Pursuant to bifurcating e-commerce into two (2) models, the Press Note further provides an explanation to the basis of ascertaining each model. Under the inventory model, the e-commerce firm buys, stocks and sells goods, while in the marketplace model, it simply acts as a platform connecting buyers and sellers.

Vendors/Vendor Group- Relevance

Additionally, in the case of an entity conducting business through a marketplace model, a rider has been attached whereby no vendor can account for more than 25% of the sales of a marketplace for an e-commerce entity. For the purpose of this condition, all sales from group companies of a vendor/seller on the marketplace shall also be taken into consideration while computation of the abovementioned cap. The restriction imposed should be read with the cap on wholesale trading of goods to group companies whereby the same should not exceed 25 % of the total turnover of the wholesale venture. Hence the two restrictions read together would mean that, a vendor who whether a group company or an independent vendor of the e-commerce entity cannot account for more than 25% of the sales of the marketplace.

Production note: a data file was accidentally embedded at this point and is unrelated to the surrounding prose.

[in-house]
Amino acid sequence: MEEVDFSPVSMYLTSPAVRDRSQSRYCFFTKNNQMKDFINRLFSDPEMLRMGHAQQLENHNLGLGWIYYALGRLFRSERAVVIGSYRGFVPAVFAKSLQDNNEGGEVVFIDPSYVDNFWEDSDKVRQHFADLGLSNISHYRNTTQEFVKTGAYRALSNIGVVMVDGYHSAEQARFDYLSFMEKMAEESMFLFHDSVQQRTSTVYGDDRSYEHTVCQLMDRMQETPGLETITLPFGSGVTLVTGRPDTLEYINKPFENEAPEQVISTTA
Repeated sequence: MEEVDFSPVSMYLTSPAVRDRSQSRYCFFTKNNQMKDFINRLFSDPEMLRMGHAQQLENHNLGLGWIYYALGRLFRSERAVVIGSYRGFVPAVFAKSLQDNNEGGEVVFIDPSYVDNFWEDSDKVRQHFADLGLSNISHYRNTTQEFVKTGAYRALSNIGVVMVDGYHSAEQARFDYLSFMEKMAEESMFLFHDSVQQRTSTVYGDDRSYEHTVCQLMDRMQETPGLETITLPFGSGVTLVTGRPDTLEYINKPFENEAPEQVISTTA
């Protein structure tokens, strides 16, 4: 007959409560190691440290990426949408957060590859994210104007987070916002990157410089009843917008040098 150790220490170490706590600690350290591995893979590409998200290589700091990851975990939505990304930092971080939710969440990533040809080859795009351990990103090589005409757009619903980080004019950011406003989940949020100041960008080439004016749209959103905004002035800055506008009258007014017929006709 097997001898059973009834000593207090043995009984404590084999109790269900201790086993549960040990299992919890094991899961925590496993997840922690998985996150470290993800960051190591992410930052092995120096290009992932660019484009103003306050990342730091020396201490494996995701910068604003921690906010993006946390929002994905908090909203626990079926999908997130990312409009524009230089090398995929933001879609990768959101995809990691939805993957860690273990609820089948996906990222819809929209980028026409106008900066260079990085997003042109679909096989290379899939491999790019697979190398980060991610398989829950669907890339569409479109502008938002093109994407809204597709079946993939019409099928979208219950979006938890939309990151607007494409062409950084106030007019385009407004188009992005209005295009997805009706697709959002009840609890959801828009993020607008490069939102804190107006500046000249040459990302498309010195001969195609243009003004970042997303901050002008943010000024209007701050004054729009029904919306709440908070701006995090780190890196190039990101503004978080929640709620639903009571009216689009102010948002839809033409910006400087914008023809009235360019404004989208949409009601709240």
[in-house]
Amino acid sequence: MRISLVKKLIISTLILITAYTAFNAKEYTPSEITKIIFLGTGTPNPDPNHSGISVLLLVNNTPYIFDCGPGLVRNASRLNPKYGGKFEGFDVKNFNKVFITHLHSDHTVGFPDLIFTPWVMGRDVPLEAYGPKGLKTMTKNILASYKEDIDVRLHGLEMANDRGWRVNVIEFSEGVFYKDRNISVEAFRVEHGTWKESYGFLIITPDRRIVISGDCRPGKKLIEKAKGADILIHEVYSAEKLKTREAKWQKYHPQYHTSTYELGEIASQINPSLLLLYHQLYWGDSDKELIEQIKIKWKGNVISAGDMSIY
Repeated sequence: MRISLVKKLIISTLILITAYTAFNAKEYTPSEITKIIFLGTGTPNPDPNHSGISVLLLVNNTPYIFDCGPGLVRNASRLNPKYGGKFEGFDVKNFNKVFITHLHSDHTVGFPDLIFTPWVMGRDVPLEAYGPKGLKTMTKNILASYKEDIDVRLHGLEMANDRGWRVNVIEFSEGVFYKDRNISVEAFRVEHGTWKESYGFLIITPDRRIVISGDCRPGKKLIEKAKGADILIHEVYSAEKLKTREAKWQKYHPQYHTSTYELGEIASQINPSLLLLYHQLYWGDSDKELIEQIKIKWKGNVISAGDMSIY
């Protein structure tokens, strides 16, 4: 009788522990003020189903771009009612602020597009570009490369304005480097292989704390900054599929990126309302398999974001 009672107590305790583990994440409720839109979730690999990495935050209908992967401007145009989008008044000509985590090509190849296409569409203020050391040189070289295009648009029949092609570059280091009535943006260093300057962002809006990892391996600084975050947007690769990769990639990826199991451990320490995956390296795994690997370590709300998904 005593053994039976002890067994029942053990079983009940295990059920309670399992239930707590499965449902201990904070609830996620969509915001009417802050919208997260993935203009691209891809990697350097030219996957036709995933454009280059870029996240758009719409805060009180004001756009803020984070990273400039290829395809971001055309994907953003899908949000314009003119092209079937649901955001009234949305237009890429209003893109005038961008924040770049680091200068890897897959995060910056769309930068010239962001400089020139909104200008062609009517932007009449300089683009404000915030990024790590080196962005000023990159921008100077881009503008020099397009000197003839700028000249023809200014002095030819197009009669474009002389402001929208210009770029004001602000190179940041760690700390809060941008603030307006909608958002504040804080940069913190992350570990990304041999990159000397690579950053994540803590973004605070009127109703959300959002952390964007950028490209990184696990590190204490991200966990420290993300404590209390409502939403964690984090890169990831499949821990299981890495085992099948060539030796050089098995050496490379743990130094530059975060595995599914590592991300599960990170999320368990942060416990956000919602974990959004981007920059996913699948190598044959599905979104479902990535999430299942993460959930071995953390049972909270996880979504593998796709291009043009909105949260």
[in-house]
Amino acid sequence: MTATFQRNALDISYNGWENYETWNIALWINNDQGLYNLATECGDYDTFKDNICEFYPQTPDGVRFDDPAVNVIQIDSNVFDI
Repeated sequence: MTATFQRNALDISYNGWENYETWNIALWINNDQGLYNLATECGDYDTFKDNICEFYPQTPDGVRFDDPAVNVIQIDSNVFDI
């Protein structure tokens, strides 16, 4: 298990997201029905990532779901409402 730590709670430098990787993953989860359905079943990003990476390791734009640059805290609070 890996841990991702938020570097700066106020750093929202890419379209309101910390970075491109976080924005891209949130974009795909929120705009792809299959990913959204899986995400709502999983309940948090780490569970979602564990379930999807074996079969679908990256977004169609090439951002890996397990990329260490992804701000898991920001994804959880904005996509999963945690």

Managing E-commerce sales

Further, the Press Note attempts to provide a clear demarcation with respect to the responsibility of the e-commerce entity and the vendors/sellers. While the e-commerce entity may provide assistance to the vendor/seller in providing support services such as warehousing, logistics, order fulfilment, payment collection etc, the vendor/seller shall be responsible for providing a warranty/guarantee for the goods and services and all activities pertaining to after sale services for the product and all tasks with respect to customer satisfaction. Additionally, the invoice for the products/ services shall provide all details of the vendor/seller.

Introduction of level-playing field

In an effort to address various accusations of unfair pricing followed by the larger e-commerce entities, the Press Note introduces a stipulation wherein its provided that e-commerce entities conducting business via the marketplace model shall not indulge in introducing any schemes, whereby they result in directly or indirectly influencing the sale price of the products/services and thereby ensure the maintenance of a level playing field.

The Government has made its stand with relation to e-commerce models quite clear. While seemingly permitting a marketplace model, the Press Note imposes several restrictions on the marketplace model.